Although the hands-on time is almost identical, this process might take longer. Before you come to the grinding part, you’ll need to clean and soak the chickpeas. That way you’ll know they don’t have nasty pesticides. Plus, soaking is believed to increase the chickpeas’ nutritional value and make them easier to digest.
So, check out the next steps. You’ll see, they are pretty easy.
- Rinse dried chickpeas.
- Soak them overnight (min 8 hours, max 24 hours), and place a few inches of water over them. Expect them to expand 2-3 times their size.
- After soaking, drain the remaining water, and pat dry them completely.
- Now comes the dehydration process. Place chickpeas onto a large tray, and be sure you layer them evenly, so they don’t overlap.
- Dry them on some sunny spot, or in the dehydrator or oven at 50ºC for 12 hours.
Note: The chickpeas need to be dried thoroughly, or you won’t be able to grind them nicely, as they will be mushy.
- When they are dry, grind them.
- Grind them in a coffee/spice grinder, or high-speed food processor.
- Sieve the flour, and re-grind any lumps.
- Store the chickpeas in an airtight jar.
Where to buy chickpeas flour
If you want to try chickpeas flour from a store, you can find some options and buy them on Amazon. But, make sure you choose some healthy organic versions.
Chickpeas flour vs wheat flour: which one is better?
Today, we can find various flour versions on the market, or make them at our homes. Even though there are versions of corn flour, almond flour, people still love to use white flour. So, logically, if you are getting to know chickpeas products, you wondered what is the main difference between chickpeas and white flour.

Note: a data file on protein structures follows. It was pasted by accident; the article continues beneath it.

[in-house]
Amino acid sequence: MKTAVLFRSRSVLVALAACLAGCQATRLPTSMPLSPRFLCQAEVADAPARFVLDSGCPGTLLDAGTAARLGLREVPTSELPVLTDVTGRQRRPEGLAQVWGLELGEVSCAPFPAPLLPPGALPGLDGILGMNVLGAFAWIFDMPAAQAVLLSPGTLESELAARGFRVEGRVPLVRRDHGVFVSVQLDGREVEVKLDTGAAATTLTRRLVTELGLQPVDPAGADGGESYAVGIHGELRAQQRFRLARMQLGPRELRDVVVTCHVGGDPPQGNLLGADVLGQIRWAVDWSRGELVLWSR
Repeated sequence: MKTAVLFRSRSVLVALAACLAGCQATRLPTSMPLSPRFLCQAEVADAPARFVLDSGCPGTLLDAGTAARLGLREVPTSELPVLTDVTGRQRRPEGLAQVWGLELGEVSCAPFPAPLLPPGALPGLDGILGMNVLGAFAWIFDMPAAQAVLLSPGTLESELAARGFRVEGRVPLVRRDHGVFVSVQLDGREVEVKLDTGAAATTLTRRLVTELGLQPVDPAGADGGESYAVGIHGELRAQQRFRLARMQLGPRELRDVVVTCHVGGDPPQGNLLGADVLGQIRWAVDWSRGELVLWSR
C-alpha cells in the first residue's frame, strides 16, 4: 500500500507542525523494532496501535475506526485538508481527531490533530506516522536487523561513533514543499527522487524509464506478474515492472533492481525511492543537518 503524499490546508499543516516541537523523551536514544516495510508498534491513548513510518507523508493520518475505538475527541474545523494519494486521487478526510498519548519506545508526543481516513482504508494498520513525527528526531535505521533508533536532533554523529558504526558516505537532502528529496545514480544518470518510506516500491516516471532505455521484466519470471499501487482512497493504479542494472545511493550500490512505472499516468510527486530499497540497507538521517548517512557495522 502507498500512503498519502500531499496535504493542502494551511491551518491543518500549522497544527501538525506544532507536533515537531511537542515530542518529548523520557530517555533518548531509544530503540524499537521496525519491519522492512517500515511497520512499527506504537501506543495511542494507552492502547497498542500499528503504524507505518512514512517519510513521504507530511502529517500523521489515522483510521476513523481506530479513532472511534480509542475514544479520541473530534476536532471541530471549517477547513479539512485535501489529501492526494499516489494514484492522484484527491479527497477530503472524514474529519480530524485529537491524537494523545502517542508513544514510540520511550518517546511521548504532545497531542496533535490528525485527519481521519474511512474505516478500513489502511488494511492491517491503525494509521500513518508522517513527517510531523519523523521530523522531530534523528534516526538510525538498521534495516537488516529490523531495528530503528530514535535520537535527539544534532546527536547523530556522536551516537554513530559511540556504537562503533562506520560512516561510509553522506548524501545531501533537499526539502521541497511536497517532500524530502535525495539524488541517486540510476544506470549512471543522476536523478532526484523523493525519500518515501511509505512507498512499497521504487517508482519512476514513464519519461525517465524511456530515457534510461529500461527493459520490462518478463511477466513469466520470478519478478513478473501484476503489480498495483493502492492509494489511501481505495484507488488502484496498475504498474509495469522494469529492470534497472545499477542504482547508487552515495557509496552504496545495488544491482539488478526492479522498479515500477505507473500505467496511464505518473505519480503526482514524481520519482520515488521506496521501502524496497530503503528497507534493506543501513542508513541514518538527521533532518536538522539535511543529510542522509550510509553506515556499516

Well, the main difference between these two revolves around health and nutrition facts. Chickpeas are legumes, not grains, and that makes them suitable for people with grain allergies.
On the other side, white flour is grain-based flour, so it can be a problem for people with allergies. Chickpeas flour is more nutrient-dense than white one. White flour is often fortified with some nutrients like calcium and iron.
Chickpeas flour is also gluten-free, so it’s a great option for people with celiac disease. But, gluten can also provide some great binding.
So, you might have a problem when it comes to binding if you use chickpeas flour. The white flour just has greater binding power. Therefore, you can expect that your chickpeas baked meals won’t have that recognizable chewy texture you get from white flour.
How to use chickpeas flour?
There are many food trends nowadays. Remember the turmeric, cashew, and pineapple milk hype? Well, chickpeas flour stole the show. So, logically if you want to try it out, you should know a few ways to use it. Check out some easy ideas to incorporate this fine powder into your everyday meals.
- Bake some bread with it.
- Chickpeas pasta.
- Make cookies with chickpeas flour
- Thicken soups, sauces, and gravies with chickpeas flour.
- Use it as a crunchy coating for zucchini fries.
- Pizza crust made with chickpeas flour.
The Bottom Line
As you had a chance to see, preparing chickpeas flour at the comfort of your home is pretty easy. It’s good to know various flour versions, that way you can combine and experiment every time you cook.
Besides new cooking options, you can use different flours and adjust them to your daily meals. People who are gluten-intolerant always need new food substitute options.
So, be free to experiment and enjoy chickpeas, they have so much to offer.